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Star Trek Into Darkness: Spoiler Review * 09 May 2013


Benedict Cumberbatch is Khan.

Don't say we didn't tell you about that spoiler warning.

The moment when this revelation comes, about an hour into Star Trek Into Darkness, is played for heavy impact, but curiously it runs the risk of anticlimax. For many, the villain's identity had been guessed over a year ago, and despite constant denials by cast and crew, and the reveal of 'John Harrison' as a cover name in both the narrative and marketing, it was, of course, the truth all along.

But putting that aside, there has to be more to this secrecy than meets the eye, and if you look at what the character of Khan ultimately means thematically and historically within this fictional universe, you cleave to the heart of this new film.

As originally played by Ricardo Montalban, Khan Noonien Singh is famous among Star Trek fans as the single most dangerous individual the Enterprise crew faced - so much so Into Darkness sees fit to cameo Leonard Nimoy as Spock Prime to drive this point home - but ultimately he is most closely associated with death, something that - aside from expendable Red Shirts (and Joan Collins) - had no major place in Star Trek before.

Put simply, Khan was the insurmountable foe that necessitated the ultimate sacrifice from a member of the Enterprise crew to save the ship and all aboard.


By concealing the identity of the character, the filmmakers effectively remove any expectation of the ending of the film from those in the know. If he had been named as Khan from the beginning, an air of predictability would instantly have been put in place. And despite the long game the film plays in siding Khan with Kirk - with whom neither party has a personal enmity with at this stage, unlike before - the instant the villain takes the Captain's chair of the USS Vengeance the inevitability of the climactic sequences kicks into gear. It is unavoidable, as the portentous weight of the name 'Khan' means necessary sacrifice to overcome this overwhelmingly dangerous opponent.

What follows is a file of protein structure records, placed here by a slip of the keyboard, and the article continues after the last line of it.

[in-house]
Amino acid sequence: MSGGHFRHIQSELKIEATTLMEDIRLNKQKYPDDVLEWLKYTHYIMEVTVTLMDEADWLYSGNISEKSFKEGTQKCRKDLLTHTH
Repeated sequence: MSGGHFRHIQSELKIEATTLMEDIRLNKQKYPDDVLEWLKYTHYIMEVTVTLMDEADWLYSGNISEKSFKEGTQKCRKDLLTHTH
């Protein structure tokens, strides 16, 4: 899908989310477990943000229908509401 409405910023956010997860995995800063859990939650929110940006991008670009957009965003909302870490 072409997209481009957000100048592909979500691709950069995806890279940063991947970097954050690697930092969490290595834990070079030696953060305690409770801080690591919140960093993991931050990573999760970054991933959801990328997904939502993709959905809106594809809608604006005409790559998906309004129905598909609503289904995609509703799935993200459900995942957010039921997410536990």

There is likely to be much debate over the validity of going beyond homage and recreating one of the most famous scenes from Star Trek II: The Wrath of Khan almost word for word, but it thematically circles back to the events in the 2009 Star Trek film quite explicitly in multiple ways, and in the end this leads into the entire point of the film. James Kirk continues to wrestle with the legacy of his heroic father - his victory in the previous film isn't enough to put those latent daddy issues to bed just yet. In that film, near the start, Captain Pike (Bruce Greenwood) dares Kirk to do better than his father, who saved the crew of the USS Kelvin but lost his life and destroyed the ship in the process. The weight of the screen legacy of Khan gives the filmmakers the chance to force Kirk to fulfil that challenge and surpass his deceased dad - in the end, he suicidally saves the crew AND the ship, emerging as genuinely heroic while fulfilling the noble responsibility a captain should have for those under his command. Coupled with the notion established in the previous film that the altered, alternate timeline is attempting to course correct and 'heal' itself, the recreation of the end of Wrath of Khan here seems more justified - even if Spock's bellowed reaction of one of William Shatner's most famous lines threatens to tip everything into spoof territory.


When you take all this together, the shoes of Khan are very large, but Benedict Cumberbatch fills them comfortably, arguably creating a more rounded version of this character than Ricardo Montalban's original incarnation. He is far more calm and calculating, the gears clearly working under the surface to fulfil his motives and revenge, no matter who he has to work with to do it. From that initial stillness though explodes a far more imposing individual, fulfilling the traits of a 'genetic superman' in a credibly frightening and primal manner, going beyond someone who can lift a person up with one hand to a far more potent threat, capable of single-handedly clearing a room of Klingons (and their ships) while gaining a nifty trick of ripping skulls apart in much the same way Mola Ram rips out hearts in Indiana Jones and The Temple of Doom. This level of brutality reveals the true side of the character, perhaps most visible in the almost incidental manner he stamps on Carol Marcus' leg, breaking it. By the time he is alone on the bridge of the Vengeance, furiously seething and biting chunks out of the scenery, Cumberbatch has perhaps brought everything full circle to Khan-past, while utterly dominating and making the role his own with a new fresh spin.

That he breaks the standard cycle and becomes the first Star Trek film villain to survive the end of the film is perhaps testament to the quality of the performance he gives - while it is likely too soon to bring him back immediately in the next film, a future return for the character would be hugely welcome, and also prove a genuine chance to do something truly original narratively with this most lethal opponent.



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